First flight from Sydney to Bali arrived on the island on Friday before departing for Sydney via Jakarta, bringing the airline’s two-year absence to an end.
61 passengers, including 31 Australians, boarded the plane that flew from Sydney to Denpasar’s Ngurah Rai International Airport. After the epidemic forced Indonesia to seal its borders in 2020, this is the first direct flight from Australian land since then.
As soon as they arrived in Bali, travellers were subjected to PCR testing at the airport before being transported to their respective hotels for a three-night quarantine, or “warm-up vacation,” as the administration likes to refer to it.
It permits vacationers to walk throughout the resort rather than being restricted to their rooms as a result of this limitation.
The return of short-term visitors from outside has been delayed by Bali’s very rigorous entrance policy, especially when compared to comparable Asian locations where most COVID-19 restrictions have been repealed.
Tourists will be able to freely move about the resort rather than being confined to their rooms as a result of the limitation.
Indonesian Consul General in Sydney Vedi Kurnia Buana expressed gratitude for the gesture, saying, “The Indonesian government much appreciates it since they still want to go on holiday to Bali despite the present economic situation.”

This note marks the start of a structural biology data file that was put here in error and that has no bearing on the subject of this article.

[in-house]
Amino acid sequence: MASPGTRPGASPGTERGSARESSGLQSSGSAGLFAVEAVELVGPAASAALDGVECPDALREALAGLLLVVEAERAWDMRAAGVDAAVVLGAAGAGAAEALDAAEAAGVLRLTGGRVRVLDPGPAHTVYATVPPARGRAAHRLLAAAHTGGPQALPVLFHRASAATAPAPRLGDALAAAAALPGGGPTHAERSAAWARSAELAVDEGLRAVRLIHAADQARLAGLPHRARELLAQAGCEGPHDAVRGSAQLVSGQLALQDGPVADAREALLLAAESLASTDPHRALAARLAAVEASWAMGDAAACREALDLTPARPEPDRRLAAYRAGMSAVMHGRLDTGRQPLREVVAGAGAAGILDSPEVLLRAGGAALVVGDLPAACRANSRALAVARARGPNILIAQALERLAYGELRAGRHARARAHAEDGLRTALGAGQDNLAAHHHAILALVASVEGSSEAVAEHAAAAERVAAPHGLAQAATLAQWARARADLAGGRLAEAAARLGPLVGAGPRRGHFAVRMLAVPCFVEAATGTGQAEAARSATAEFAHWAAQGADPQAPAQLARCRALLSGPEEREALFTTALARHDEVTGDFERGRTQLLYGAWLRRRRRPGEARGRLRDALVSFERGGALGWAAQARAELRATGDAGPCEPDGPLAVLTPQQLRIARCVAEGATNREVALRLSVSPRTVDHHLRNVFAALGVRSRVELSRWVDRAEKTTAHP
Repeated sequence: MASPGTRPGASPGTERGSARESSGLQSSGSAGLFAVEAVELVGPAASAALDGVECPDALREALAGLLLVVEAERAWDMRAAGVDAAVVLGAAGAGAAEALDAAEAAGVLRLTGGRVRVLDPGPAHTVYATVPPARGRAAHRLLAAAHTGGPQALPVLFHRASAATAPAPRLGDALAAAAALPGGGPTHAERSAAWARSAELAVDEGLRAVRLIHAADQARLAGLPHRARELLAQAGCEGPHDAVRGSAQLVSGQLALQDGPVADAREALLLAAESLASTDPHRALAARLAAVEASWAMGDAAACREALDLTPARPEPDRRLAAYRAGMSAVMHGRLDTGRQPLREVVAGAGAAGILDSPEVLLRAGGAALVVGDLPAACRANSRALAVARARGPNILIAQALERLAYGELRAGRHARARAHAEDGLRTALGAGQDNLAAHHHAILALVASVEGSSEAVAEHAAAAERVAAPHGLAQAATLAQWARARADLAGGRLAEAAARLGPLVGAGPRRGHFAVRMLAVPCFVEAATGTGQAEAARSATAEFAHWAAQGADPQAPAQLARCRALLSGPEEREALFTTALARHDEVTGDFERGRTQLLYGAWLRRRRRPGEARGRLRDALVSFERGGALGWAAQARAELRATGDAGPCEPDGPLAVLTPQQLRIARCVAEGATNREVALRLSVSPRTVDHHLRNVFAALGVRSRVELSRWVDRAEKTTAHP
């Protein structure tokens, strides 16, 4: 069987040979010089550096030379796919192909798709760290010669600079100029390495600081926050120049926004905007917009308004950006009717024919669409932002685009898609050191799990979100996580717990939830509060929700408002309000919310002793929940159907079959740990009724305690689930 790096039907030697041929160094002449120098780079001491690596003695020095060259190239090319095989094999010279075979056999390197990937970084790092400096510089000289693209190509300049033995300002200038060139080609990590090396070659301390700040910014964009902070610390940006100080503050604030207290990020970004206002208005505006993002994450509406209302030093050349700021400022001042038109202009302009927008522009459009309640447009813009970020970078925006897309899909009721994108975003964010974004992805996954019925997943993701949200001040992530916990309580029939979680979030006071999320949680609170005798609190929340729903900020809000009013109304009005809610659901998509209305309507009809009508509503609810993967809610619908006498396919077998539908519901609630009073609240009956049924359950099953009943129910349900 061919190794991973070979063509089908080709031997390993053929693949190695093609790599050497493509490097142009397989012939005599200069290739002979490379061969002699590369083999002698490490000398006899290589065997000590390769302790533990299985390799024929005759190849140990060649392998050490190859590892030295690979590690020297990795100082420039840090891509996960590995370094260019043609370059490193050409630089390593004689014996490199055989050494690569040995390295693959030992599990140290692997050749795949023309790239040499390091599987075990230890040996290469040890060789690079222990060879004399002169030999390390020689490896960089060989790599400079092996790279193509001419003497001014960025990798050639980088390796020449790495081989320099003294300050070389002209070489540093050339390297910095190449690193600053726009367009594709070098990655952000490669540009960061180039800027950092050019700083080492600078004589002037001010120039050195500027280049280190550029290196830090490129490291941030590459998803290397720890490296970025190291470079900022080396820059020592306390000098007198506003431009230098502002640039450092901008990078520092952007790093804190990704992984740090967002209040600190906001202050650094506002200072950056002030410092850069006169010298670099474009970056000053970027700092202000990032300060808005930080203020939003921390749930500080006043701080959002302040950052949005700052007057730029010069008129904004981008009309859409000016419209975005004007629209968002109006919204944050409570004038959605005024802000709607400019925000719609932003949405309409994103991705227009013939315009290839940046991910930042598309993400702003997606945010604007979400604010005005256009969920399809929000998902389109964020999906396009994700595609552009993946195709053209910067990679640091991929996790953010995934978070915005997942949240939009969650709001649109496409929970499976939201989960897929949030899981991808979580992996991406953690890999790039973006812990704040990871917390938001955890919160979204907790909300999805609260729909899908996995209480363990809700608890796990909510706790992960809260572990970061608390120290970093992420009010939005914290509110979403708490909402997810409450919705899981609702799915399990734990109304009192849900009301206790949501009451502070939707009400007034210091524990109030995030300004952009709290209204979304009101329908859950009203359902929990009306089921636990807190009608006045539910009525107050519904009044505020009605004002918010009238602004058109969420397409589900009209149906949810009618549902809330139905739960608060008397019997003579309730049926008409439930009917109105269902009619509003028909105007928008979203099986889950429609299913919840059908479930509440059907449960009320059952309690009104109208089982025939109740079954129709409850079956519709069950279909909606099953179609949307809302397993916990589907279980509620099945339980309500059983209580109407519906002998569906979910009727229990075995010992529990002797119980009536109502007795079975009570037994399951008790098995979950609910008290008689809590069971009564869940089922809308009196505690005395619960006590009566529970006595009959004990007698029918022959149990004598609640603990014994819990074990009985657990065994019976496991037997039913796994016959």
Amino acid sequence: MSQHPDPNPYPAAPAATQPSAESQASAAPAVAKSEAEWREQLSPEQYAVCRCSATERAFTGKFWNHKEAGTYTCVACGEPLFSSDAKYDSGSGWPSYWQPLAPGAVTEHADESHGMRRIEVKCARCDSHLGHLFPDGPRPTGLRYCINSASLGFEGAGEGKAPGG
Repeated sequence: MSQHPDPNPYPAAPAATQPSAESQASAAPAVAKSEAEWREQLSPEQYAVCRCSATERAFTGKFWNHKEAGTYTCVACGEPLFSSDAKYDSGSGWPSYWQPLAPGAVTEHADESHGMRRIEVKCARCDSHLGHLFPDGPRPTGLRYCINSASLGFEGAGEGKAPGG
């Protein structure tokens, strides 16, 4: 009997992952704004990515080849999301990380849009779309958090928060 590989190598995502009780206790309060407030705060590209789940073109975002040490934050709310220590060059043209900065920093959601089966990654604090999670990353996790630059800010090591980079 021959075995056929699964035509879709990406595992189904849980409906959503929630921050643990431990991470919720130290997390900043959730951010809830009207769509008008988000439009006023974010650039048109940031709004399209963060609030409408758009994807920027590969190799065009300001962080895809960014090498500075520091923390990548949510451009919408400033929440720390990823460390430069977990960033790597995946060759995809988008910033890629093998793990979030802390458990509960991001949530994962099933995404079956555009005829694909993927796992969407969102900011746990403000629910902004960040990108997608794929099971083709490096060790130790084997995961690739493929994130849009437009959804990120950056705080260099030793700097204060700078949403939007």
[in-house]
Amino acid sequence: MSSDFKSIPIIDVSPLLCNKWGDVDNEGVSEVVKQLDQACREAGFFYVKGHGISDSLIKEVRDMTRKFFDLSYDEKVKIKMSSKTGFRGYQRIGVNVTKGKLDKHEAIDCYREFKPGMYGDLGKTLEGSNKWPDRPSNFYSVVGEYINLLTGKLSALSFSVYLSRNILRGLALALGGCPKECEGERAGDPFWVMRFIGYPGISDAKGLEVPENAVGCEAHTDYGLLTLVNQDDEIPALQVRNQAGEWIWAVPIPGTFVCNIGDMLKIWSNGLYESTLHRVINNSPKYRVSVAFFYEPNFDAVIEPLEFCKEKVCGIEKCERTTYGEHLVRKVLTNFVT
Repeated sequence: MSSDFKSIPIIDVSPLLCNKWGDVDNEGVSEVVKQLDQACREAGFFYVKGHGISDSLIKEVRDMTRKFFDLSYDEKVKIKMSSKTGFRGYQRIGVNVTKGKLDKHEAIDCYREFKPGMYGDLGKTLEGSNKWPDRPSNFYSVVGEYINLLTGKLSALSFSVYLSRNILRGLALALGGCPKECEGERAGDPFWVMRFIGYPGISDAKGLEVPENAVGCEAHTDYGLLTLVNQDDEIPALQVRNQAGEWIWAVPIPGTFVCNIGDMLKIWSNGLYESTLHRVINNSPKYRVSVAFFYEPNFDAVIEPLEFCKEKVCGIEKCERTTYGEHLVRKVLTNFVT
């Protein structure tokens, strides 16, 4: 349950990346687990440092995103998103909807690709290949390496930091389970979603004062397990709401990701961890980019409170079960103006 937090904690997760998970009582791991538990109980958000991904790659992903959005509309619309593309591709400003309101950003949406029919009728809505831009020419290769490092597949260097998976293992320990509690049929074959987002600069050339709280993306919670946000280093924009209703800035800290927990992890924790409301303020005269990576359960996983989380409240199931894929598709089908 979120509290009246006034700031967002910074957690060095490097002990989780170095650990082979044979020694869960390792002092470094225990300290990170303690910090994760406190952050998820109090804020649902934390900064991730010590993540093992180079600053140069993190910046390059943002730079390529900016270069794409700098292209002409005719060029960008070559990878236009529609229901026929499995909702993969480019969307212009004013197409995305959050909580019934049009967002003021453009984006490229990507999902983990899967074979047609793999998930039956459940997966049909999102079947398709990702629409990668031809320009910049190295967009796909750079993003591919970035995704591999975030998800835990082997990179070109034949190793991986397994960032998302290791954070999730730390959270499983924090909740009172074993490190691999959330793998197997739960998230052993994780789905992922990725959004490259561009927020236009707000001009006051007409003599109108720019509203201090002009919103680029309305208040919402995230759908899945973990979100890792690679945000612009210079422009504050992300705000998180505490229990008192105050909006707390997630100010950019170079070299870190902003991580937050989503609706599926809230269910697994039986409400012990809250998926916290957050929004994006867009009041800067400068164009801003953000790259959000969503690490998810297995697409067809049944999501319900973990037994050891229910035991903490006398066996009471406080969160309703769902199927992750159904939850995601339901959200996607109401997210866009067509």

Despite the fact that there is still a 3-day quarantine rule, they continue to go [to the island].”
On the other hand, starting on Monday, the hotel quarantine in Bali will be abolished, and visas on arrival will be accessible to all international visitors once again.
A new “island bubble” initiative, which will abolish quarantine regulations for the whole country of Indonesia on April 1, is behind the move.
According to Ida Bagus Agung Partha Adnyana, the head of the Bali tourist board, “the issue with quarantine will now be addressed with the island bubble.”
For those who want to go outside of Bali, they must first spend at least three nights on the island before being granted permission to do so.
In the midst of a fiercely disputed tourist business in the area, neighboring Southeast Asian nations are scrambling to reopen and regain a portion of Bali’s lucrative tourism industry.